“We live in interesting, exciting, and anxious times,” declares the booming narration that opens the movie trailer above. Truer words were never spoken about our age — or about the mid-1930s, the times to which the narrator actually refers. But the picture itself tells a story about the future, one extending deep into the 21st century: a hundred-year saga of decades-long war, a new Dark Age, and, by the mid-2050s, a rebuilding of society as a kind of industrial Utopia run by a technocratic world government. It will surprise no one familiar with his sensibility that the screenplay for the film, Things to Come, came from the mind of H.G. Wells. Watch it in full on YouTube or Archive.org.
Welles had made his name long before with imaginative novels like The Time Machine, The Island of Doctor Moreau, The Invisible Man, and The War of the Worlds (find them in our list of Free eBooks), all published in the previous century. By the time the opportunity came around to make a big-budget cinema spectacle with producer Alexander Korda and director William Cameron Menzies, conceived in part as a rebuke to Fritz Lang’s Metropolis, the writer had settled into his role as a kind of “eminent fortune teller,” as New York Times critic Frank Nugent described him in his review of the collaboration’s final product.
“Typical Wellsian conjecture,” Nugent continues, “it ranges from the reasonably possible to the reasonably fantastic; but true or false, fanciful or logical, it is an absorbing, provocative and impressively staged production.” It included work from not just important figures in the history of filmmaking (Menzies, for instance, invented the job of production designer) but the history of art as well, such as the Bauhaus’ László Moholy-Nagy. You can watch and judge for yourself the free version of Things to Come available on YouTube or, much preferable to the cinephile, the restored and much-supplemented Criterion Collection edition, whose extras include unused footage that more fully shows Moholy-Nagy’s contributions.
At the time, this much-ballyhooed spectacle-prophecy drew responses not just from movie critics, but from other eminent writers as well. In his Criterion essay “Wither Mankind?”, Geoffrey O’Brien quotes those of both Jorge Luis Borges and George Orwell. “The heaven of Wells and Alexander Korda, like that of so many other eschatologists and set designers, is not much different than their hell, though even less charming,” Borges complained of the envisioned near-perfection of its distant future. Wells, like many 19th-century visionaries, instinctively associated technological progress with the moral variety, but Borges saw a different situation in the present, when “the power of almost all tyrants arises from their control of technology.”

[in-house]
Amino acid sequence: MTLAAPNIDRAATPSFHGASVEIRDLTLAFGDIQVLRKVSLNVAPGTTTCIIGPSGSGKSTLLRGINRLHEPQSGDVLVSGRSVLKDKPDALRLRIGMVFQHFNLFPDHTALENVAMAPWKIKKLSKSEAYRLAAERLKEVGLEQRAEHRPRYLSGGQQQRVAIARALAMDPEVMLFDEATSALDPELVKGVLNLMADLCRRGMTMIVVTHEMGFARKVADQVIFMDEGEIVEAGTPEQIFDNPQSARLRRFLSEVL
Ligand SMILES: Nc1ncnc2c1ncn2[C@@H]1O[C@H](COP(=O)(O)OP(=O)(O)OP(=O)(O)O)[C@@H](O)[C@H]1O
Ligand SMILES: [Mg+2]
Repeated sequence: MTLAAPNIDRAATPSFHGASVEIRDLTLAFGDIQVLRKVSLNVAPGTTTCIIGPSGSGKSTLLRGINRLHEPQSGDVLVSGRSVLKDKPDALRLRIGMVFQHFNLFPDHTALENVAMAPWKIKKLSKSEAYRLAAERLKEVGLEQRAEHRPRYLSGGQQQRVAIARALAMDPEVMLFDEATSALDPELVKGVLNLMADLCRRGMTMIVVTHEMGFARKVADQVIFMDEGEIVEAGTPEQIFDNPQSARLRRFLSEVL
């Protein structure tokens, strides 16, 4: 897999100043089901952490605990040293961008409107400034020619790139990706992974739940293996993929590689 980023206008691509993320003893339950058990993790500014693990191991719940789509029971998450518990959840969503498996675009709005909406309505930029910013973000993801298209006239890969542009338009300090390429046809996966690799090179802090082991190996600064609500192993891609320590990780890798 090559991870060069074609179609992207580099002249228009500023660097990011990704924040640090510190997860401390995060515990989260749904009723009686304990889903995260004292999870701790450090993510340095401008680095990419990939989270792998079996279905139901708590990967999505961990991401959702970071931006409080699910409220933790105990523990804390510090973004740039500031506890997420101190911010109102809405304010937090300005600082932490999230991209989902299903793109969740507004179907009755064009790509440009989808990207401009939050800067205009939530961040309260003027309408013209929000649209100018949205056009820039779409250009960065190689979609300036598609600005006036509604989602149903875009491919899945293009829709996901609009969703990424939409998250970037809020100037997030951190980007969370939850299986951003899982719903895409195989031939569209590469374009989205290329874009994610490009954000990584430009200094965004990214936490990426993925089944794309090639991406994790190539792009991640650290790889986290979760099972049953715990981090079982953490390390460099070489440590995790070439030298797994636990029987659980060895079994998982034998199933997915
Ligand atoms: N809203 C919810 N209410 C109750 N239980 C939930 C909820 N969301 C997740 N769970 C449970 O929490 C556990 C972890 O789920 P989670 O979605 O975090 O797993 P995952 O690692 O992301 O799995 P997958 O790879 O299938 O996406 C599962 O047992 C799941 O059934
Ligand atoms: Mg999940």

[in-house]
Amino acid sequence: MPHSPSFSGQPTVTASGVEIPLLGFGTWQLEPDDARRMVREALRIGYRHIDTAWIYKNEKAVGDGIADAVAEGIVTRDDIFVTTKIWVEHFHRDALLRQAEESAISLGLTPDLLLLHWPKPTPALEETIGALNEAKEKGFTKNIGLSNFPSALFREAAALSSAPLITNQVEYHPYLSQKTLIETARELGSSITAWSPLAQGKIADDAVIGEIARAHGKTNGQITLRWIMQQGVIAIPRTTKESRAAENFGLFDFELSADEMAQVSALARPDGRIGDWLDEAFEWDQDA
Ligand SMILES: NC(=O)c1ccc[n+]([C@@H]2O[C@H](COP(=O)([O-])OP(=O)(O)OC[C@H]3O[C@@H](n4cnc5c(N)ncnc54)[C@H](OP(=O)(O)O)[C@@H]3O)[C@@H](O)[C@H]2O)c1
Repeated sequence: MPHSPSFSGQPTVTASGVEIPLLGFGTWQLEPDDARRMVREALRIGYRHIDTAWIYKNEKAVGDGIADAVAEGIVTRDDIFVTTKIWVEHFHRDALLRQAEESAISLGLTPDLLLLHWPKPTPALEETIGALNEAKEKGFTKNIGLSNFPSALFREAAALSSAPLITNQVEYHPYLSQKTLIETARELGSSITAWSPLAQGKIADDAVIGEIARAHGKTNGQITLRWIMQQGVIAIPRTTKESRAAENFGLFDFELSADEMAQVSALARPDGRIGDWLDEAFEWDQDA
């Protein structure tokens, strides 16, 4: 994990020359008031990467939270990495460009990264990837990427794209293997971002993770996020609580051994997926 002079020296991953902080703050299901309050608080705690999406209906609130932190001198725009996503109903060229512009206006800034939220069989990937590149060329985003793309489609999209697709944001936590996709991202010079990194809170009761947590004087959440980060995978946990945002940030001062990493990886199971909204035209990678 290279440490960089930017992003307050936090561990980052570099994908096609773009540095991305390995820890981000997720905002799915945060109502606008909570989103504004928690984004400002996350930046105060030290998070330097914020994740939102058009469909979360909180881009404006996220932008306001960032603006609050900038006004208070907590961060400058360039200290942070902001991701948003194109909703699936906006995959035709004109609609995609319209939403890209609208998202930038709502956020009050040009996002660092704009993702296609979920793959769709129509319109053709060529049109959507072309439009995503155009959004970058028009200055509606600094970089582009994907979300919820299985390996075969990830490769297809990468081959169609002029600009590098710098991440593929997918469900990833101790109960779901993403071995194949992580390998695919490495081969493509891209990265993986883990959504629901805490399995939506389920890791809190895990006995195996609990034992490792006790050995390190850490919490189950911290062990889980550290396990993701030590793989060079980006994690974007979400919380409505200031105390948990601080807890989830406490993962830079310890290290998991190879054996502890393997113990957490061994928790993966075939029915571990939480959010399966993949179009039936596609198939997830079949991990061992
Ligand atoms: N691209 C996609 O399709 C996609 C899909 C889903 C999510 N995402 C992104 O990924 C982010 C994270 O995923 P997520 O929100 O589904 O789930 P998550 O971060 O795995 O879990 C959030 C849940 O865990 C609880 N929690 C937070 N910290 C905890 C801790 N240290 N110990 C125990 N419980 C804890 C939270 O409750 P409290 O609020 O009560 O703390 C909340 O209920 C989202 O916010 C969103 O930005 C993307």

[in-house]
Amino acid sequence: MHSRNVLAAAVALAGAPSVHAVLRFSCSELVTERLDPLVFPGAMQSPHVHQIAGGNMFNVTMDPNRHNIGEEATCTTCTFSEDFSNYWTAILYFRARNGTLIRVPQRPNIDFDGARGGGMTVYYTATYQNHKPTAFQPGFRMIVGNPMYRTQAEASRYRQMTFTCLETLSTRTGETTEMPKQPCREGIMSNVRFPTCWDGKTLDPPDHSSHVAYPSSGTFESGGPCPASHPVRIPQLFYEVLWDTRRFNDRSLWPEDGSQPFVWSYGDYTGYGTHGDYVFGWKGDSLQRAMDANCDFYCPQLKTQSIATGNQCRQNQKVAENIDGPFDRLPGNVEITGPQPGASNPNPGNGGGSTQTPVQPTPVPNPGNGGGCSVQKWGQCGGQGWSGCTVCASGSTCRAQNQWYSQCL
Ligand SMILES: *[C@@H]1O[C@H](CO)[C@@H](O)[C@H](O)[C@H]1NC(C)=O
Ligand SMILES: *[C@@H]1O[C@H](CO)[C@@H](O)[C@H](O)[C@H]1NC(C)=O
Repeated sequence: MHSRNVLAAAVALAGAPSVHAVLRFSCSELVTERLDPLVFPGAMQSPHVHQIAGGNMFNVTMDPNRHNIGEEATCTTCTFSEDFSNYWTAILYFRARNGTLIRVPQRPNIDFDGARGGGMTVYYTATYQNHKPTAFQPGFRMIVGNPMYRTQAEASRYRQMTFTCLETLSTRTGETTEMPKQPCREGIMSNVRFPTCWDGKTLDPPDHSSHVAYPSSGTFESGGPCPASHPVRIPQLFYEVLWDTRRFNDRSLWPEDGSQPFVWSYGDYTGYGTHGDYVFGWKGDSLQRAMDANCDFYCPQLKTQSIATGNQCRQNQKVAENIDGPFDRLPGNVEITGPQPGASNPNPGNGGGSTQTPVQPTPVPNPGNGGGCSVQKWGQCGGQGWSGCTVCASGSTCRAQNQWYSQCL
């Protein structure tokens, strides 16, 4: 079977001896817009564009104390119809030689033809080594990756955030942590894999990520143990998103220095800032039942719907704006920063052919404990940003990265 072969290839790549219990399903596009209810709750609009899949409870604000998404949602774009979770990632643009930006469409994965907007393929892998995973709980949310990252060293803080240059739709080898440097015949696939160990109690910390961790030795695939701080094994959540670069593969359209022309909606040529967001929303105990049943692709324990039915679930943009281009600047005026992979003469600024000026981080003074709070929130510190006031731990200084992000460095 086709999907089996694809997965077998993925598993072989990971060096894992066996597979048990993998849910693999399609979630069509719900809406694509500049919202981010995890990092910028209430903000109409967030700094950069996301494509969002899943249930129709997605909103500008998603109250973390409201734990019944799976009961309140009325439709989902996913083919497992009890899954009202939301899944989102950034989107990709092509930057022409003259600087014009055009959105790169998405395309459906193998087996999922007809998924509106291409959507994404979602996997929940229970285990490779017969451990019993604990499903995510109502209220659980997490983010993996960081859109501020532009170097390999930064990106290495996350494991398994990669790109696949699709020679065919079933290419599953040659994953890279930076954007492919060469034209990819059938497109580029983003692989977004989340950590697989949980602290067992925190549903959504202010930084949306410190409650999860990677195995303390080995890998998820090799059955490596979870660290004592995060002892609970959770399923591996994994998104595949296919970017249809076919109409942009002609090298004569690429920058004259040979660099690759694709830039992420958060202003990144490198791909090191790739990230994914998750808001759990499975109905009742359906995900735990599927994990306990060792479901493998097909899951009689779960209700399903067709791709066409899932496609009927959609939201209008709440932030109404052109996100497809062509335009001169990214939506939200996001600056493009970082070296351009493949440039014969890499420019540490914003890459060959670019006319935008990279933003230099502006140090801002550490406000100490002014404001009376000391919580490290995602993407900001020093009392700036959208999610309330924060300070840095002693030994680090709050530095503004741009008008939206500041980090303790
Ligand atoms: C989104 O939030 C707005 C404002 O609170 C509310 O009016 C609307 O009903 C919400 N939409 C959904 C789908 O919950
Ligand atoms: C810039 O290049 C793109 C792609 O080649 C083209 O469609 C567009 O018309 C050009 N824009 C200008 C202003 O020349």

Things to Come has, however, received retrospective credit for predicting global war just ahead. In its first act, the London-like Everytown suffers an aerial bombing raid which sets the whole civilization-destroying conflict in motion. Not long after the real Blitz came, Orwell looked back at the film and wrote, ominously, that “much of what Wells has imagined and worked for is physically there in Nazi Germany. The order, the planning, the State encouragement of science, the steel, the concrete, the airplanes, are all there, but all in the service of ideas appropriate to the Stone Age.” Or, in Nugent’s chilling words of 1936, “There’s nothing we can do now but sit back and wait for the holocaust. If Mr. Wells is right, we are in for an interesting century.”
Based in Seoul, Colin Marshall writes and broadcasts on cities and culture. He’s at work on a book about Los Angeles, A Los Angeles Primer, the video series The City in Cinema, the crowdfunded journalism project Where Is the City of the Future?, and the Los Angeles Review of Books’ Korea Blog. Follow him on Twitter at @colinmarshall or on Facebook.